“Christian Newspaper Must Not Use ‘Allah’, Malaysian Court Rules”

Posted on October 14, 2013 by




Malaysia Allah Dispute



Photograph by: Vincent Thian/AP

This news story reported by, The Guardian, relays how Christians cannot use the word Allah in reference to God.

To summarize, recently, three Muslim judges have overturned the 2009 ruling for the newspaper, The Herald, a local Christian newspaper in Malaysia, to use the word. Allah was claimed as a word specific to Muslims, therefore creating community confusion according to Chief Judge Mohamed Apandi Ali. The article states that this recent ruling has stirred up religious tension between Christians and Muslims within the community. In defense, the Catholic paper argues that Allah is a term that predates Islam. The local newspaper says that Malay-speaking Christians in Malaysia’s part of Borneo Islands used it for centuries. However, on the flip side, the article states that Muslims greeted the courts decision with shouts of, “Allahu Akbar”, translating to “God is great.” As quoted in the article, “As a Muslim, defending the usage of the term Allah qualifies as jihad. It is my duty to defend it,” said Jefrizal Ahmad Jaafar, 39. The article also notes that Christians in Indonesia and much of the Arab world still use Allah without opposition. The opposition in specifically in Malaysia is said could be due to the ethnic and religious tensions that have transpired since last May’s election. Furthermore, Prime minister Najib Razack has been working with supporters of this cause in order to help further secure traditionalist views to the area. Recently, the Malay-based, United Malays National Organization has been revising liberal reform and dominating the government.

The first impression of the article was strong. The use of Christians and Allah in the same sentence was enticing. Media, specifically news stories are focused around what the public will find interesting, and most commonly, that is the discussion of the religious groups, Muslims and Christians. This stems from history the two groups have that have created societal stereotypes and biases. This idea most certainly held true in this case; the grouping of Muslims and Christians immediately drew me to the article. The title, “Christian Newspaper must not use “Allah”, Malaysian court rules” has a negative vibe geared towards Muslims right from the beginning. By banning the use of a word to a specific group, limits freedom of speech from a personal perspective, which is highly valued in America. Next to the title was the image showing Muslim demonstrators after the appeal had occurred. The group of men come across as very strong-willed, intense and supportive. This only aids in the articles depiction of Muslims attacking Christians. The reader isn’t allowed much of a chance to form a personal opinion based off of the titles wording and the image displayed.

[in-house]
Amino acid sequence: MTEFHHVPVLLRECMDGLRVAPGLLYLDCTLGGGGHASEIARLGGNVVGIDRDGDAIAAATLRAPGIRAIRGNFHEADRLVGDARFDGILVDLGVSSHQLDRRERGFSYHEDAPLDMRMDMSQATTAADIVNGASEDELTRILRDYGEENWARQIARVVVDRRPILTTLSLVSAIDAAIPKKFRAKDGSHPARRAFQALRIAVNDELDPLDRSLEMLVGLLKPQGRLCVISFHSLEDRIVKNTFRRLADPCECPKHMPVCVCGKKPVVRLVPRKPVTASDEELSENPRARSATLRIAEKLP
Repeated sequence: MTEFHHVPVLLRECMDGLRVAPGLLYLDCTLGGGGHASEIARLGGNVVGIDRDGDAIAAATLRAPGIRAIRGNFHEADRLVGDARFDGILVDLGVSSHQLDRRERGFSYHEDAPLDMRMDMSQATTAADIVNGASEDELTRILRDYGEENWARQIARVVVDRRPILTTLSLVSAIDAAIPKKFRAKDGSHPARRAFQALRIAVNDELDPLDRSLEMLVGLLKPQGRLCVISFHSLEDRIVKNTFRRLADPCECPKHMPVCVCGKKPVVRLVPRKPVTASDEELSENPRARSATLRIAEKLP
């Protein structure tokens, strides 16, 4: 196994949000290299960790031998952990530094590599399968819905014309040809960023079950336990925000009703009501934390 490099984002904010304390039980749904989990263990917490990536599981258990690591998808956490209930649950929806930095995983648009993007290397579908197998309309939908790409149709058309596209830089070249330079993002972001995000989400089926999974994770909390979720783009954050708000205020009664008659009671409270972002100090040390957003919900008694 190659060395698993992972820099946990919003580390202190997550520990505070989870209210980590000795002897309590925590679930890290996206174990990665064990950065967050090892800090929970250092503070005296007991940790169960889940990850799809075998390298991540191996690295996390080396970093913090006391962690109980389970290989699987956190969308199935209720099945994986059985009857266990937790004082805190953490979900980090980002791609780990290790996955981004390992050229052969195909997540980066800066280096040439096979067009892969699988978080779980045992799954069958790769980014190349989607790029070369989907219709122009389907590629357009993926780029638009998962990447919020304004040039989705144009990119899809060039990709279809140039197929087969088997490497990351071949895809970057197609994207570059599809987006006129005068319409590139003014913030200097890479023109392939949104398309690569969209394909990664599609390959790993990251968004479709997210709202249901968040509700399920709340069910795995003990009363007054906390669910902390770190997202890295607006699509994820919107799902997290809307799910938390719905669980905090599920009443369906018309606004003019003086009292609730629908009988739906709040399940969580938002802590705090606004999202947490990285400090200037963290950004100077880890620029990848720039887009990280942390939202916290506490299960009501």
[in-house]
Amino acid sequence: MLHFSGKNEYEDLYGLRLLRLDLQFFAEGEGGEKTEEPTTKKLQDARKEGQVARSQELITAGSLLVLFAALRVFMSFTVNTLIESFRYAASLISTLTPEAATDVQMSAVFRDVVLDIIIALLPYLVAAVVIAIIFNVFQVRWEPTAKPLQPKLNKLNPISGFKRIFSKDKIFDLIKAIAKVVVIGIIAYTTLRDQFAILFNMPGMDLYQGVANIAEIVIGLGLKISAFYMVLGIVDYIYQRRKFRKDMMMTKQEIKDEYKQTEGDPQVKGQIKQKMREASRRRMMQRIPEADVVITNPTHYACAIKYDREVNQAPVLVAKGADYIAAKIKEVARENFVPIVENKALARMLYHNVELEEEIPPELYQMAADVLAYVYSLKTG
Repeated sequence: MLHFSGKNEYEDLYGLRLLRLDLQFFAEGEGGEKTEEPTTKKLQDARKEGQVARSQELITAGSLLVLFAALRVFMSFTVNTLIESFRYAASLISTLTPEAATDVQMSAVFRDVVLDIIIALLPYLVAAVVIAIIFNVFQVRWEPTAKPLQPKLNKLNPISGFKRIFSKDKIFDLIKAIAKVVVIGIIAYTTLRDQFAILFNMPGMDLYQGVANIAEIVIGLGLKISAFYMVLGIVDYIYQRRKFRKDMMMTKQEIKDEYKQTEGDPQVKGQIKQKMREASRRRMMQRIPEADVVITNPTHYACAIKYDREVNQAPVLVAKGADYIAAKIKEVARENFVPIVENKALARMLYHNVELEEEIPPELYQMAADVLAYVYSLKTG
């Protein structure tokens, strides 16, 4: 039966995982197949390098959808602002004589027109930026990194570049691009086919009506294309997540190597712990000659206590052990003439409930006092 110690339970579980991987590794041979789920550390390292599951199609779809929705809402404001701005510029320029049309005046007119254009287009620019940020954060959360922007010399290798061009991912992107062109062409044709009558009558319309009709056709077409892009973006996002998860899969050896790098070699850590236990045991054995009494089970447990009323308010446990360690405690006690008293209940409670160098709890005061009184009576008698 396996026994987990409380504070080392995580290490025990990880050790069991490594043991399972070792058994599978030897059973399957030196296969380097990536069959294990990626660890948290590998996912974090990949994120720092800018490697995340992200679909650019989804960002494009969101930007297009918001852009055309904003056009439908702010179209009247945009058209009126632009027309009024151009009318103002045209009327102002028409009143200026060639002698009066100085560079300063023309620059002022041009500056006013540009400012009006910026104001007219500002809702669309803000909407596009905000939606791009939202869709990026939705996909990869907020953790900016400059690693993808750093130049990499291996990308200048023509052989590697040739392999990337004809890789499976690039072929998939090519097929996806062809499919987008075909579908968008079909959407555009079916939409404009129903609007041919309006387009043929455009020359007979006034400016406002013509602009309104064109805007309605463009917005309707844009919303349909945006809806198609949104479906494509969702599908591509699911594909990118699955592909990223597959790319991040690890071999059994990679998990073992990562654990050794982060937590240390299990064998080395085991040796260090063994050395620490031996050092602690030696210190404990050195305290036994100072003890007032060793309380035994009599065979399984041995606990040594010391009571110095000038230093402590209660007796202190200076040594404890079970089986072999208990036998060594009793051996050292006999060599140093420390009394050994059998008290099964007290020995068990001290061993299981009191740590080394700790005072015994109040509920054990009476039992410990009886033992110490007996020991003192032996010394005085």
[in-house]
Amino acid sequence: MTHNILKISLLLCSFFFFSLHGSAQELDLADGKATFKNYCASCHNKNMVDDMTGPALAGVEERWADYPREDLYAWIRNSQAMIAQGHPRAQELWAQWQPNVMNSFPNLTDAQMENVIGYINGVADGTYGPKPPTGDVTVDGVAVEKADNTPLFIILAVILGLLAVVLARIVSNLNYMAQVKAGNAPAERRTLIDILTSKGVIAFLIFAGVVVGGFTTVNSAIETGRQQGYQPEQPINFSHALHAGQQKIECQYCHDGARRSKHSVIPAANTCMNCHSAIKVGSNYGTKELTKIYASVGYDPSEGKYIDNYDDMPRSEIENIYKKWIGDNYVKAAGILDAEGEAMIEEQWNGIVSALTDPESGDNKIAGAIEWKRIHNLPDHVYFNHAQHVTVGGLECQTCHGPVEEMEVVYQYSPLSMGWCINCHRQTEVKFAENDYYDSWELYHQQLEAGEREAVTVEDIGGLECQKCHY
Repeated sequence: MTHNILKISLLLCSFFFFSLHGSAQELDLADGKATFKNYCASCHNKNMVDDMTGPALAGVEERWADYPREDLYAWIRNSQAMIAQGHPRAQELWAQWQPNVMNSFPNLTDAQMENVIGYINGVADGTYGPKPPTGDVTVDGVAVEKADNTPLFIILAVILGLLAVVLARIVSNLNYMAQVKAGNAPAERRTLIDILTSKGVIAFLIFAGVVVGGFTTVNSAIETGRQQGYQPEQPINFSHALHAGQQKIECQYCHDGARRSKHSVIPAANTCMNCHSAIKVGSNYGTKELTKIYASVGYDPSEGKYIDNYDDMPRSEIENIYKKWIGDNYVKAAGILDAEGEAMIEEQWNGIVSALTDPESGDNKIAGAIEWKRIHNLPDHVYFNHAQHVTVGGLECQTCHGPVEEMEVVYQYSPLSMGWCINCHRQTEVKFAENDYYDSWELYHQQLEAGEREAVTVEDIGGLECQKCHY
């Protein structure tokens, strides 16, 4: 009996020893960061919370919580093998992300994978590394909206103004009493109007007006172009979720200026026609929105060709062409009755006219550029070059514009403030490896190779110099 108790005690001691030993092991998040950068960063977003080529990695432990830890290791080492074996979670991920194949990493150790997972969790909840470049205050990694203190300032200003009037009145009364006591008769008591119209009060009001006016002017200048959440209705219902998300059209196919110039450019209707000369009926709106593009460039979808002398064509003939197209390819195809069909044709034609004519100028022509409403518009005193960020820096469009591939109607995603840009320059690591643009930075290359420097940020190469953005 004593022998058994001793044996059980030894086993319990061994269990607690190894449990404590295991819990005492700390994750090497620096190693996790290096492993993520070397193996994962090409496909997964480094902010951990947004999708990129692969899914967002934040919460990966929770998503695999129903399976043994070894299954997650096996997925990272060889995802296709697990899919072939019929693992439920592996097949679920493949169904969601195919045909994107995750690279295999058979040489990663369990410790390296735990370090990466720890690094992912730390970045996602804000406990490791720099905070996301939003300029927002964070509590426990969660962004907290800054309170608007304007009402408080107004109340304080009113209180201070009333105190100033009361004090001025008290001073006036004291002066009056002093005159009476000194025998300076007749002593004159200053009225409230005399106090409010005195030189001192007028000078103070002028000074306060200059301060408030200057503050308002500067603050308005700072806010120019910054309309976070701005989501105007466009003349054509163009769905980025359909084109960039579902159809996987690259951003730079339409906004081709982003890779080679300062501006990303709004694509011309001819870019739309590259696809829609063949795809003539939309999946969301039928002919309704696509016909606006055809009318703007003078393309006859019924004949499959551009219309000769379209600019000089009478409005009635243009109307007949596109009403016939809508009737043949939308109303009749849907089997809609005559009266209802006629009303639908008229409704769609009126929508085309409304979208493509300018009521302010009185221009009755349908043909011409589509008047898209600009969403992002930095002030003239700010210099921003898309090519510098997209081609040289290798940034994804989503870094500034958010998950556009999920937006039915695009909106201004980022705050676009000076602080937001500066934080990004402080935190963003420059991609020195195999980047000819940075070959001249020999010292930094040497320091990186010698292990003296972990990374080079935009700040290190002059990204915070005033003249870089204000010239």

When digging deeper into the article, it was noticed that there were many statements with strategic word choice  present in order to emphasize the articles’ standpoint. The article states that three Muslim judges made the courts decision. Yes, this is an important piece of information, but again, supports the idea that Muslims were targeting Christians. The article also shares the viewpoints of each group in the conflict. The Christians side shares their defense with historical backing, therefore creating the idea of a more logical reasoning for their side of the debate. Where as the Muslim side in the argument is quoted with defending jihad and shouting “Allahu Akbar”. Thus their argument is depicted as less logical, and more emotionally tied.

Not only was the word choice helpful in emphasizing the articles’ standpoint, but so was the use of statistics. To note, Muslims make up 60% of the 28 million people of Malaysia, where as Christians are 9% of the population. This statistic supports that the majority targeted the minority. The Muslim population was strongly supported in numbers when making this court decision, thus painting the picture that the Christian community was defenseless  in the debate.

The description offered by the article about a Christian newspaper no longer able to use the word Allah to describe God, was chosen and constructed carefully. Knowing full well that the article provided valuable insight to understanding the circumstance, however, it is important to note that the overall tone of the article is undermining Muslims to further make Christians look like the “good guys”. It would be interesting to read this same article when not written by a British National daily paper with a socialism liberal standpoint.

Critical Commentary: Alexa Peterson


“Christian newspaper must not use ‘Allah’, Malaysian court rules.” The Guardian. 14 October 2013. Web.  <http://www.theguardian.com/world/2013/oct/14/allah-reserved-muslims-malaysia-court&gt;.



Posted in: Islam